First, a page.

Dealing with the Dead

Charles Cowling

Dealing with the Dead from The Boxing Network on Vimeo.

 

Behind the scenes at the State University of New York’s Mortuary School. Interesting insights into the rationale for US funerary practices and what motivates the students. NOTE: Includes graphic scenes of embalming. 

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David Holmes
7 years ago

I commend you to the book – ‘Never stuff your dog’ by witty and talented ‘Mash’ actor, Alan Alda. The thrust of the title is that as a child – the Alda family dog – a beloved pet died. Breaking the awful news, Alan’s Dad implored him not to get upset – Rover was gone, but would soon return, preserved for ever in his favourite sitting position. Not being quite old enough to understand, Alda waited patiently for weeks – knowing grief was unnecessary because the dog wasn’t ‘dead’ – it was just away. Of course once the dog returned… Read more »

Ru Callender
7 years ago

My mistake Mark. Apologies.

Ru Callender
7 years ago

Our dead need to look as they are; dead. Emotive words like decomposing give a much exaggerated mental image of what actually happens. Our experience is that every family is reluctant at first to come and see their dead relative, “we want to remember her as she was” but on drawing on their reserves of enormous courage which so often accompanies the experience of someone dying, they come once, then again and again and again. The subtle changes, skin discolouration, features becoming more drawn are things we recognise on a deep instinctive level, and need to see to align the… Read more »

Mark Elliott & Ann.L
7 years ago
Reply to  Ru Callender

I do not have a Wife.

Fran Hall
7 years ago

The word ’embalming’ sounds almost lovely doesn’t it? From years of making funeral arrangements with families I would put money on the fact that the common understanding of embalming is a kind of anointing with magical Egyptian oils that miraculously keep the dead person looking just like they’re sleeping instead of being, well – dead! I also have years of experience of looking after people who have died, collecting them, washing and dressing and placing them in coffins, then supporting families who come to ‘view’. The whole suggestion that people only look ‘at peace’ if they have been embalmed and… Read more »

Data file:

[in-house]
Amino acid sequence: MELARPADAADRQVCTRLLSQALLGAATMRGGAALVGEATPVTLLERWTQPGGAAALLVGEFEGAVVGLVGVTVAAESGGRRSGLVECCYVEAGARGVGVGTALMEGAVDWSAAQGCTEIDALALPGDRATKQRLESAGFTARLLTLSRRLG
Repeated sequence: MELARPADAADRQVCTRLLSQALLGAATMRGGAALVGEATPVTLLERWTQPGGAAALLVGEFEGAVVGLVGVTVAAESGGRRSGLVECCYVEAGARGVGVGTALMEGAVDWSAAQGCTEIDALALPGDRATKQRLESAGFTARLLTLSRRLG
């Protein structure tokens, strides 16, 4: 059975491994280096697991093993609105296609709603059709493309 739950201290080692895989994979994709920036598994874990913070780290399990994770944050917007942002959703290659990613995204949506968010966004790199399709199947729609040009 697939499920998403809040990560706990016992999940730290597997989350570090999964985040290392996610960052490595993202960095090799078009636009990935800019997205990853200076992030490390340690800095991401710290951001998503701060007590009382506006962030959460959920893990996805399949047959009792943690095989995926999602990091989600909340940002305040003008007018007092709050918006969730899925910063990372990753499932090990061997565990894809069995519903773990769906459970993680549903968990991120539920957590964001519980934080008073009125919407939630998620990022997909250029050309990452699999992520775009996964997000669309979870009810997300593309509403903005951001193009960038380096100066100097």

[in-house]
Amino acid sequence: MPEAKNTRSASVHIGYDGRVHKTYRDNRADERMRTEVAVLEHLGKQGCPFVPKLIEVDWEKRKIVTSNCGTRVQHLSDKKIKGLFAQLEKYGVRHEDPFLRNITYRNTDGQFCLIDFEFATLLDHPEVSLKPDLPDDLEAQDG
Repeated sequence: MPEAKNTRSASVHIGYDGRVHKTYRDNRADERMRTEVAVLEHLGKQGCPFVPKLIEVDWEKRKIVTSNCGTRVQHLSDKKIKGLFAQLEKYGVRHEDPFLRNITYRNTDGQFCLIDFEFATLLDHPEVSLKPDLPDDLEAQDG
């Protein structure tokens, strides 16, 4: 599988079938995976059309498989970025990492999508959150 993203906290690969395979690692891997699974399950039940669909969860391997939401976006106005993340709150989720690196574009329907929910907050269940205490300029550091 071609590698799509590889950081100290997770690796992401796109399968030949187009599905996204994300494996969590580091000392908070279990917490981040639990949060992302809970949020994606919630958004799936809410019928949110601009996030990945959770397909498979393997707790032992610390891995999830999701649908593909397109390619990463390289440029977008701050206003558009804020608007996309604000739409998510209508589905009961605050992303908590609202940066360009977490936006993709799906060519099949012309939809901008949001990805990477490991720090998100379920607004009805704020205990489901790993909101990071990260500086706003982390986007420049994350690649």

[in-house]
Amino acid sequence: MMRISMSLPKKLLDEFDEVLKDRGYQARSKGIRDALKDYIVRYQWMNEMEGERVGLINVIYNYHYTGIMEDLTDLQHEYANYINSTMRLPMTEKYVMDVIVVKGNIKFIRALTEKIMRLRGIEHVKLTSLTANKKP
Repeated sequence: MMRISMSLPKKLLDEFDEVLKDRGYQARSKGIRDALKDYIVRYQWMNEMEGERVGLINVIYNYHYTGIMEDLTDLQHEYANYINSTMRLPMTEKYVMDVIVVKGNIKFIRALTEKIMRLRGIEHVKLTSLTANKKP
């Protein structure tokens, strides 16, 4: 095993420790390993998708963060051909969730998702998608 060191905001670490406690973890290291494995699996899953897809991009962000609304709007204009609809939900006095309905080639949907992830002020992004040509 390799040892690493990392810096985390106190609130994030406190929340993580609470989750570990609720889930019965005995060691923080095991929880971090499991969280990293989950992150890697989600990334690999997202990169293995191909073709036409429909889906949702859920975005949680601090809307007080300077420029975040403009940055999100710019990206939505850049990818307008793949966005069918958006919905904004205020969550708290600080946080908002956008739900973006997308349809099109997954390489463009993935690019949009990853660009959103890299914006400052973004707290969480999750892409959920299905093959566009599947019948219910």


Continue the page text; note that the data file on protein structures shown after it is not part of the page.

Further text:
Ru Callender
7 years ago

Embalming is a well meaning but misplaced attempt to spare people a truth that cannot be spared. It causes a psychological dissonance that we believe is harmful. I speak as someone who has been showing bodies to the people who loved them for thirteen years.

Charles
7 years ago

Kitty, I am afraid that this is how the video implants/embeds itself. Over that I have no power. I’m really sorry!!

Jonathan
Jonathan
7 years ago
Reply to  Charles

Please don’t.

Kitty
Kitty
7 years ago
Reply to  Jonathan

Charles – thank you for explaining.

Charles
7 years ago

Sorry, Jed, there isn’t.

Kitty
Kitty
7 years ago
Reply to  Charles

Please?

Mark Elliott & Ann.L
7 years ago

I do not think seeing a decomposed person or someone who is startig to decompose is something that any family would want to be put through. In all my years of funeral service families have been pleased to see their loved ones looking at peace families don’t wish to see such changes etc. Embalming when done well is of great benefit to the bereaved and friends etc who come to pay their respects in the chapel of rest.

ian
ian
7 years ago

Unfortunately embalming is not very pleasant. It is however sometimes essential. No amount of ‘cold storage’ can help prevent a body breaking down if the funeral isn’t going to be for quite a few days. Would I want it to happen to anyone I know, absolutely not. I would prefer a closed sealed coffin. But if a family want view and the deceased is beginning to decompose by the time you can get them from the hospital, sometimes you just have to do it…

Jonathan
Jonathan
7 years ago
Reply to  ian

I’d partially agree, Ian, if you said embalming may very occasionally be the better of two evils after ‘quite a few weeks’; I’ve certainly been around unembalmed bodies, two or three weeks dead, with no problem. It’s one of those myths of Funeralworld, that a body must be ‘presentable’; but I’ve just come from a client who told me her apparently sleeping relative upset her because she couldn’t shake the thought that he was about to wake up again. I’m still in favour of a visit to the dead being a chance to understand, at first hand, the decomposition of… Read more »

Jed
Jed
7 years ago

Blimey! So that’s what ‘hygienic treatment’ is? So that’s what has to be done to make a corpse acceptable to its beloved? I’ve read about it before – but there’s something about the visual. That’s more than a bit graphic! I found it intriguing and horrifying at the same time – that’s ticked right off my list of things to do after I die….The really sad thing is that I have heard so many people say, ‘We would have considered organ donation, but we didn’t want them messed about….’ If only they knew. ps Is there any way of changing… Read more »